To properly maintain a Dallas-area yard, it is imperative that your irrigation and drainage is working as they should. Controlling the amount of water in your yard is essential to a lush, thriving outdoor space and water accumulation can destroy your grass just as easily as not having enough water can. Given that, there are few things to keep in mind about proper lawn drainage. Here are a few tips to make sure your yard is in the best condition possible.
It’s important to remember not to water your lawn too often because it can have damaging effects. Too much water can overload your drainage system, even if it’s been properly installed. The amount of water your lawn needs depends on a number of factors including the type of soil in your area, as well as the type of grass you have. Remember, in Dallas and neighboring communities many water restrictions are in place to promote conservation, so check with your city municipalities to find out about any water regulations you should observe.
The amount of slope your yard has also plays a critical role in whether or not your yard will drain properly. It will fare better if it isn’t too flat. And ideally, your yard doesn’t slope back towards your house as that can cause numerous problems including foundation issues. If your yard slopes toward your home it’s not a bad idea to invest in having it graded properly.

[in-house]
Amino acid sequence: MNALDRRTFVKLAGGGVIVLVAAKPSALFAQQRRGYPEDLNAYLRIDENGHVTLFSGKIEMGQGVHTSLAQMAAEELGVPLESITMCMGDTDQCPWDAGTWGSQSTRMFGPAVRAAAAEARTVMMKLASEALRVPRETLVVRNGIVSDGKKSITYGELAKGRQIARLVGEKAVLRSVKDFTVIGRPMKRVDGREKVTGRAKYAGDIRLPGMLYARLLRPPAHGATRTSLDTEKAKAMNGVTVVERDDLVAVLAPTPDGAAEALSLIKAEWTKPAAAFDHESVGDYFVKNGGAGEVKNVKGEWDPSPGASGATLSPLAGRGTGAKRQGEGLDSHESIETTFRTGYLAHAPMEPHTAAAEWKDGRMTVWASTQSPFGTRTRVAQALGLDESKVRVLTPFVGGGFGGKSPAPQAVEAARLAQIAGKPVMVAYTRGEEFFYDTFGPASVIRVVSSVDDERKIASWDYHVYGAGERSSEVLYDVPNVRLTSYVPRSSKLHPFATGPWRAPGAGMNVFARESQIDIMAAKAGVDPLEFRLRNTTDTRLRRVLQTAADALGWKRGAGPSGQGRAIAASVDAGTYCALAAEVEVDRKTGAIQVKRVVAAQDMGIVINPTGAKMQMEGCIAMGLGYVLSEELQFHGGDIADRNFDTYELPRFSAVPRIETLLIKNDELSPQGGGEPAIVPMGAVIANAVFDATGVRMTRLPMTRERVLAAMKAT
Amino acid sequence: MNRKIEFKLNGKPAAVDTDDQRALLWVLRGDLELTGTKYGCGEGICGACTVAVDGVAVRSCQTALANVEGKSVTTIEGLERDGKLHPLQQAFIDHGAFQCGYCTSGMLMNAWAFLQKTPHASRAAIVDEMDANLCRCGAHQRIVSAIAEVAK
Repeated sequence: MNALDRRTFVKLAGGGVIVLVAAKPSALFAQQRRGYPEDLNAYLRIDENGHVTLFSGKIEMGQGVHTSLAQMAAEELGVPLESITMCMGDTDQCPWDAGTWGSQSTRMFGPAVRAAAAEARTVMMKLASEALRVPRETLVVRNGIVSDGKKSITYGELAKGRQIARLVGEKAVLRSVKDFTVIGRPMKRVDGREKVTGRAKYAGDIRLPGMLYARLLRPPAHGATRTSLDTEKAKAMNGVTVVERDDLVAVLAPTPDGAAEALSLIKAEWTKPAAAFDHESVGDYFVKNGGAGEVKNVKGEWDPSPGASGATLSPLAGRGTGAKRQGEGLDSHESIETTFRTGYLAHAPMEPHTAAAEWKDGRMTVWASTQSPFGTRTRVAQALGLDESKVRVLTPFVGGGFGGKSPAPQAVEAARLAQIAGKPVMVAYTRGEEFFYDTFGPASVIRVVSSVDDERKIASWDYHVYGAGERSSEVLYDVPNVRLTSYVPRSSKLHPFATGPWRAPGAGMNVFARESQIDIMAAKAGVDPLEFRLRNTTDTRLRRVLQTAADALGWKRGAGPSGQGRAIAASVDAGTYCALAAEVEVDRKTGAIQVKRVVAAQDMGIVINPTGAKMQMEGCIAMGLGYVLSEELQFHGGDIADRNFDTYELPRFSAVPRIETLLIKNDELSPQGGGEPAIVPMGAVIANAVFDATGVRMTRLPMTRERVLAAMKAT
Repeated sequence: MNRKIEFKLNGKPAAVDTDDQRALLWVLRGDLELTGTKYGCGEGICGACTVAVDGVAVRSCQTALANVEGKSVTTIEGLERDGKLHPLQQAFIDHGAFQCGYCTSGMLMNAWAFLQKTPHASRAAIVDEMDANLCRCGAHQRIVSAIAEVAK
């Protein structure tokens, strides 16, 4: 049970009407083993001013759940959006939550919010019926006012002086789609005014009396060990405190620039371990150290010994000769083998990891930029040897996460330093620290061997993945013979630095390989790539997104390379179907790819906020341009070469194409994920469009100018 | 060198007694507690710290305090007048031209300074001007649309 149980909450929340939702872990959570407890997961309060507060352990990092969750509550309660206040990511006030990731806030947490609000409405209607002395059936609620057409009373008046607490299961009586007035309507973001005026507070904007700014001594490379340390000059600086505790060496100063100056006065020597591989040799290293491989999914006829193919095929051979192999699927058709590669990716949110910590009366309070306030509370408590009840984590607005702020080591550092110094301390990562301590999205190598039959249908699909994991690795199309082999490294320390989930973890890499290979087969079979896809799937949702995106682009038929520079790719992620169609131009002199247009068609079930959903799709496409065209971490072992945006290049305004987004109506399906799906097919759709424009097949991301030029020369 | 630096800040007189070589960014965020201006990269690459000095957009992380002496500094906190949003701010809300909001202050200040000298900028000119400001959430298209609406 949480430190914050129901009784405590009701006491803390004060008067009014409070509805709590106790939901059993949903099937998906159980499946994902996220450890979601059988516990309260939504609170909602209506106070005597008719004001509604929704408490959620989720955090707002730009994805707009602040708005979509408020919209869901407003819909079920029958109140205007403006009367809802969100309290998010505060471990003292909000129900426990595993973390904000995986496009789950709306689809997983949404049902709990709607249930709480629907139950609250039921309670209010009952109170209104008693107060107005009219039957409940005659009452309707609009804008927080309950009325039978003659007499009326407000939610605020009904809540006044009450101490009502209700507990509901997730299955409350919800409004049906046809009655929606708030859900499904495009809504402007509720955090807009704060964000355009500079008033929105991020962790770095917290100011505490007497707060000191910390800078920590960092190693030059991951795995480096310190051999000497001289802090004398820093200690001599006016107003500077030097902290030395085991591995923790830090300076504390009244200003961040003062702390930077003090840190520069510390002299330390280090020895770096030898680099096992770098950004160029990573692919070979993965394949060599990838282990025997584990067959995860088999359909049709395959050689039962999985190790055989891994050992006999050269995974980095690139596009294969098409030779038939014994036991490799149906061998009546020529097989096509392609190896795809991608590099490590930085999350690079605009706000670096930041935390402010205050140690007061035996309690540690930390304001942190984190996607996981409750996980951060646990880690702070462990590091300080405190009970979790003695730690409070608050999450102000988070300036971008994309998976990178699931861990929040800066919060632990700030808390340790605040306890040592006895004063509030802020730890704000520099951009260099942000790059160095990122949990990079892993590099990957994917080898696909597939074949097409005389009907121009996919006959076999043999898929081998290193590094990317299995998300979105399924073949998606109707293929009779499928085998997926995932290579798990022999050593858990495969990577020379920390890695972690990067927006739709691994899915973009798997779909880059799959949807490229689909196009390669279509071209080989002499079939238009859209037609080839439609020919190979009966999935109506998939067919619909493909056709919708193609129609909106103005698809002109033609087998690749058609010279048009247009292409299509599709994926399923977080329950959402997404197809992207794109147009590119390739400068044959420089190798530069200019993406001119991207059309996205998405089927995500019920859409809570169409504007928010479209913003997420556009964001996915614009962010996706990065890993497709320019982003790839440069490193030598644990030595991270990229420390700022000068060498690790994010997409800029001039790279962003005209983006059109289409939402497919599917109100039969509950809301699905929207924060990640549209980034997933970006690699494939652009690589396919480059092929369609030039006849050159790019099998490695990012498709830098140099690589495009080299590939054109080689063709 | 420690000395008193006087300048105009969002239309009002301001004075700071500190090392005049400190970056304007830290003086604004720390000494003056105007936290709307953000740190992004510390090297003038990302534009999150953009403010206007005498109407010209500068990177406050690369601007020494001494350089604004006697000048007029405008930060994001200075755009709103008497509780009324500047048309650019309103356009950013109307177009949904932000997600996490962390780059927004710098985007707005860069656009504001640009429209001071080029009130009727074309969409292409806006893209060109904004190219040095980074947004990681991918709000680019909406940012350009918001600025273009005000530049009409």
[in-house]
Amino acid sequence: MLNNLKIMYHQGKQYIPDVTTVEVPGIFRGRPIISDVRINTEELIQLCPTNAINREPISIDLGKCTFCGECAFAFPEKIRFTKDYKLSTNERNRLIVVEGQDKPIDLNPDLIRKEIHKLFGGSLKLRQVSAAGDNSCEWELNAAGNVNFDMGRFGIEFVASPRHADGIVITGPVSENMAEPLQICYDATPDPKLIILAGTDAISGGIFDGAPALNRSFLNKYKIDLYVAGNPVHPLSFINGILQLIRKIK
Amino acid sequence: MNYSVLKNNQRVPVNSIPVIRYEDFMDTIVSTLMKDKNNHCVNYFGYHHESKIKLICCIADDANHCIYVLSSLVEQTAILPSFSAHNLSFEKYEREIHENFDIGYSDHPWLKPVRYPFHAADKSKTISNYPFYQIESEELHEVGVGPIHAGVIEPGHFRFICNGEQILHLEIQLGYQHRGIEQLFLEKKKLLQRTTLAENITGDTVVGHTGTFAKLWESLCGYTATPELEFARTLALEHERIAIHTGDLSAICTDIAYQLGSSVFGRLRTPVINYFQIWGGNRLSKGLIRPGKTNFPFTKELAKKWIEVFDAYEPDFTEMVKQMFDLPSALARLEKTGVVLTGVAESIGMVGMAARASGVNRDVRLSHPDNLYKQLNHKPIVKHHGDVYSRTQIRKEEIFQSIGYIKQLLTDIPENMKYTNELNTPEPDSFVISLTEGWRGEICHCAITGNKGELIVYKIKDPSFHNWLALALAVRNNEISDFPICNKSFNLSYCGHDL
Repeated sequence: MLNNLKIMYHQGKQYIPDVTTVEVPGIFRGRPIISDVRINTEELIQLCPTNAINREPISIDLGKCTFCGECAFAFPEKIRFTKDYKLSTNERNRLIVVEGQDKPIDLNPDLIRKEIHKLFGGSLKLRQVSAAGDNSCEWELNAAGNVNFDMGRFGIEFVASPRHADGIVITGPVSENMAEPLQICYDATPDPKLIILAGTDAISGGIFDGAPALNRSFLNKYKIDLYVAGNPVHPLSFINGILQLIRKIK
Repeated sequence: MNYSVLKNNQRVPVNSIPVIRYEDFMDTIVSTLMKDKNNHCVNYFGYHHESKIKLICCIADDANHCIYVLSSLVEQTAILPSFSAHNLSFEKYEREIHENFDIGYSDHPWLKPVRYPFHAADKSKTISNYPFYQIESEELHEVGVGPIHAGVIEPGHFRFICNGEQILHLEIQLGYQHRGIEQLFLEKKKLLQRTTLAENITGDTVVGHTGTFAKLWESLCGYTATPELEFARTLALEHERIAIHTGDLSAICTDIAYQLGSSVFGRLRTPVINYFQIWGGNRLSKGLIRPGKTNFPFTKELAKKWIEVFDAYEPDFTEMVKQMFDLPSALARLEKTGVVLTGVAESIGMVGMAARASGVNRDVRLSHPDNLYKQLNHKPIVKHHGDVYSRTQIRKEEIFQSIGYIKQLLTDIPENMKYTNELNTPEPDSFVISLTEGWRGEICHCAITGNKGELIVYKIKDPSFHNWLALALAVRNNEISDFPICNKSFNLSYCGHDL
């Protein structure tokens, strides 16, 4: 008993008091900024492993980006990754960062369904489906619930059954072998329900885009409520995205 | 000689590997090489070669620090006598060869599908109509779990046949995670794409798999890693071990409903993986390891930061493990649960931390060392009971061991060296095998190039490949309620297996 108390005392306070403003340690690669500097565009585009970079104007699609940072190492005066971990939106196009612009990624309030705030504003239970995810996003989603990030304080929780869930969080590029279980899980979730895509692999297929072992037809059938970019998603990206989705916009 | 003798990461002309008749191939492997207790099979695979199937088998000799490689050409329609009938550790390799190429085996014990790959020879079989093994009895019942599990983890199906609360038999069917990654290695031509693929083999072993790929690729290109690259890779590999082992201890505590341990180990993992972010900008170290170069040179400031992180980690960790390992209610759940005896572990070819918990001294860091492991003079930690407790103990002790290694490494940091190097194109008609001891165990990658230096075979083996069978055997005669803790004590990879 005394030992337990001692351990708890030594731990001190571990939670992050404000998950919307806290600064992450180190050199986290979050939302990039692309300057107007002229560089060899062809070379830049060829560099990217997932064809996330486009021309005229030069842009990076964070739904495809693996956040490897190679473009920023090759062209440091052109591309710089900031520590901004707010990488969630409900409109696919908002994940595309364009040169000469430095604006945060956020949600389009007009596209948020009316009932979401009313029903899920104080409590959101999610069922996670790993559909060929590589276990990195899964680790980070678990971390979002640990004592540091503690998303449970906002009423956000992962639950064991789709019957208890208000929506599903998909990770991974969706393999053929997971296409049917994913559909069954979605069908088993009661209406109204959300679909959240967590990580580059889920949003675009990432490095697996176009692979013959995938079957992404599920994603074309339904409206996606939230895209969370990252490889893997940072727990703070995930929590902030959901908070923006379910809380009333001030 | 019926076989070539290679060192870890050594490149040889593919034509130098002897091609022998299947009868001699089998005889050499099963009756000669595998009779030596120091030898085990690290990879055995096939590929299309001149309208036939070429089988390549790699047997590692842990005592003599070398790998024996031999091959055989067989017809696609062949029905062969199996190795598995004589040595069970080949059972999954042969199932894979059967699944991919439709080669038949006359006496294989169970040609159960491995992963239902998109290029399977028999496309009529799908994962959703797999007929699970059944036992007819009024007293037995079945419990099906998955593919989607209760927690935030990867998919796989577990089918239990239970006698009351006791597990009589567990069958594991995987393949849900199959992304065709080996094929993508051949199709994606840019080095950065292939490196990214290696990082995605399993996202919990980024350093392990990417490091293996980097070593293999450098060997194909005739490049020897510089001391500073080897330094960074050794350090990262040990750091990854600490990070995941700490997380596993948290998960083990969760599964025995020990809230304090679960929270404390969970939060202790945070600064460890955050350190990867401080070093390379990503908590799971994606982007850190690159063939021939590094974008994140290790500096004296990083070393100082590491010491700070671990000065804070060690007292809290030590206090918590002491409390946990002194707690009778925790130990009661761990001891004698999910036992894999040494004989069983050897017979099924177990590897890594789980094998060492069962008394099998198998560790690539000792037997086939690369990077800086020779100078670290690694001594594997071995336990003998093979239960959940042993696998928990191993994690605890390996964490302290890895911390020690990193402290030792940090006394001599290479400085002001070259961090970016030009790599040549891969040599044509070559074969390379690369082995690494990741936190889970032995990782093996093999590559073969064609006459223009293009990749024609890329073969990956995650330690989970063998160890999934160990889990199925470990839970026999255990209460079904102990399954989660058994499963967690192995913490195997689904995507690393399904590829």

The type of soil in your yard will also a play a significant role in how well your yard will drain. Various soil types will drain differently so you’ll need to know what type of soil you have and how easily it allows water to move through it. If you have sandy soil it might allow too much drainage. If this is the case consider, mixing in clay to help retain some of the water.
Lawn drainage can also be improved by aerating it. Aerating your lawn creates air pockets, and it also helps to break up chunks of soil. Clay soils and lawns that get heavy foot and vehicle traffic may need aeration because they can become compacted over time. To find out if your lawn needs aeration, use a shovel to dig a square-foot section of grass about six inches deep to examine. If the grass roots aren’t further than about two inches deep into the soil, your lawn could benefit from aeration. Be sure not to aerate a lawn that has been seeded or sodded within one year of planting.
To deal with ongoing drainage issues you may want to consider having a permanent drainage system installed. A drain can be installed at your yards lowest point so that water will be re-routed to that area and as a result it won’t accumulate.
If you suspect your yard is not thriving due to drainage issues, contact the Dallas landscape experts at Scapes Incorporated for a complete assessment and recommendations on how you can get the most from your outdoor space.